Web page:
Dissolution rate-limited absorption- These therapeutic agents belong to BCS class II and IV
(e.g., cyclosporine, celecoxib and artemether, among others) the poor dissolution rate of these
compounds is responsible for the poor absorption from the GI tract.
• SNEDDS spontaneously present the drug in very fine nanodroplets offering very high surface
area for absorption. This helps with quick absorption of the drug and improves oral bioavailability.
Poor permeability-Poor permeability is also one of the major factors that limits oral bioavailability
of several drugs, such as atenolol and acyclovir (BCS class III).
several SNEDDS components have the ability to enhance the membrane permeation of the
therapeutic agents. For example, oily phases (e.g., oleic acid, monoglycerides of caprylic acid and
propylene glycol esters of caprylic acid ), surfactants (e.g., Labrasol®, vitamin E tocopheryl
polyethene glycol 1000 succinate [TPGS] and polysorbate 80 [75–77]) and cosurfactants (e.g.,
PEG 400, Transcutol and alcohol ) are known to have permeation enhancing properties
20XX PRESENTATION TITLE 9
High degree of presystemic & hepatic first-pass metabolism- SNEDDS components
including Gelucire 44/14 (lauroyl macrogol glycerides) and Labrasol (caprylocaproyl
macrogol glycerides) have the ability to modulate/inhibit the activity of cytochrome P450
and gut metabolizing enzymes], whereas long-chain tri- and mono-glycerides (glyceryl
monooleate) have demonstrated the ability to improve the intestinal lymphatic transport of
the hydrophobic drugs.Both these mechanisms are responsible for reducing/preventing the
first-pass or presystemic metabolism of the drug resulting in the improvement of oral
ADVANTAGES OF SNEDDS
20XX PRESENTATION TITLE 10
Reduction in inter & intra-subject variability & food effects- The bioavailability of probucol is not
affected by the fed and fasted state in minipigs when administered as SNEDDS, whereas powder
formulation shows considerable variation in fed and fasted state bioavailability.
Onset of action-SNEDDS can facilitate oral absorption of the drug, which would result in quick
onset of action. The comparative pharmacokinetic analysis of SNEDDS to conventional formulation
has demonstrated that there is considerable reduction observed in tmax (an indirect measure of
quick onset of action) in case of SNEDDS .
Reduction in the drug dose-The ability of the SNEDDS in improving Cmax and oral bioavailability.
The improvement in bioavailability can be translated into reduction in the drug dose and dose-
related side effects of many hydrophobic drugs, such as antihypertensive and antidiabetic drugs.
Ease of manufacture & scale-up-compared with other novel drug delivery systems, such as solid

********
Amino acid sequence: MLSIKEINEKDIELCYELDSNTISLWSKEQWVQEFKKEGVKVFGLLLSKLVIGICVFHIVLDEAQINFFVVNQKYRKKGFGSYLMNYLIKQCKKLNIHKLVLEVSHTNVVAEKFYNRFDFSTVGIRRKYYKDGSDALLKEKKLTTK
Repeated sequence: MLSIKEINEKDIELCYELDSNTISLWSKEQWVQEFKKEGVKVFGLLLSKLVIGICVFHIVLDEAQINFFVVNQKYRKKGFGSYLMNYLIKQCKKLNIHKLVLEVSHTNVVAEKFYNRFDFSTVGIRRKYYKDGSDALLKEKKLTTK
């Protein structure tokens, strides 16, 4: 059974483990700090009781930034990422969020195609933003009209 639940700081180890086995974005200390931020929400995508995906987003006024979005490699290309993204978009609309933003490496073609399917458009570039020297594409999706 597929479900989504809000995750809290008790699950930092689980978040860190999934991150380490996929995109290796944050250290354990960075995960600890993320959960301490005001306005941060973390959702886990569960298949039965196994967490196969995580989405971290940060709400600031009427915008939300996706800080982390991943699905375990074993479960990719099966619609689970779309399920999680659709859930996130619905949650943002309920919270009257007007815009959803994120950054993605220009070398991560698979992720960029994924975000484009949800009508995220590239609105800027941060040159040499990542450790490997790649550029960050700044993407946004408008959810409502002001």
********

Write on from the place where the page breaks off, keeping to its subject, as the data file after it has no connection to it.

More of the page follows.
dispersions, liposomes and nanoparticles. SNEDDS require very simple and economical
manufacturing facilities, such as simple mixer with an agitator and volumetric liquid filling
equipment for large-scale manufacturing.
DISADVANTAGES OF SNEDDS
20XX PRESENTATION TITLE 11
• Self-nanoemulsifying drug delivery systems, being liquid in nature, need to be delivered through
either soft/hard gelatin or hydroxypropylmethylcellulose capsules. There are few issues associated
with these systems when presented in capsules, such as incompatibility of components with the
capsule shell in the long term, precipitation of drugs during fabrication and storage at low
temperature and critical method of production, among others.
• SNEDDS may not be useful for hydrophobic drugs that can undergo pH catalyzed or solution-state
degradation. We observed that modified oily phases used for SNEDDS fabrication have acidic pH
owing to the presence of traces of free fatty acids. These acids can catalyze the degradation of pH-
sensitive drugs, such as cefpodoxime proxetil on long-term storage.
• simvastatin SNEDDS formulation was susceptible to hydrolytic degradation at accelerated
conditions of storage owing to reactive ester and lactone moiety and on long-term storage of
SNEDDS. In view of our experience, we believe that chemical stability of drugs in SNEDDS needs
to be studied at accelerated conditions.
20XX PRESENTATION TITLE 12
Research on SNEDDS technology has accelerated in the
last 5 years and several reports have appeared in the
literature. SNEDDS have primarily been explored for
enhancement of bioavailability in oral drug delivery. The
pHcatalyzed and solution-state degradation of drugs in
SNEDDS needs to be evaluated. The conversion of
SNEDDS to a solid state can reduce drug degradation but
cannot eliminate it in many cases.
Considerable investigations have been carried out to
convert liquid SNEDDS to a solid dosage form such as
tablets and pellets. However, there is a need to identify a
suitable highly porous amphiphilic carrier that can convert
liquid SNEDDS into a solid powder without significant
increase in the volume or bulk density
• Date AA, Desai N, Dixit R, Nagarsenker M. Self-
nanoemulsifying drug delivery systems: formulation insights,
applications and advances. Nanomedicine. 2010
• Rehman FU, Shah KU, Shah SU, Khan IU, Khan GM, Khan
A. From nanoemulsions to self-nanoemulsions, with recent
advances in self-nanoemulsifying drug delivery systems
(SNEDDS). Expert opinion on drug delivery. 2017 Nov
20XX PRESENTATION TITLE 13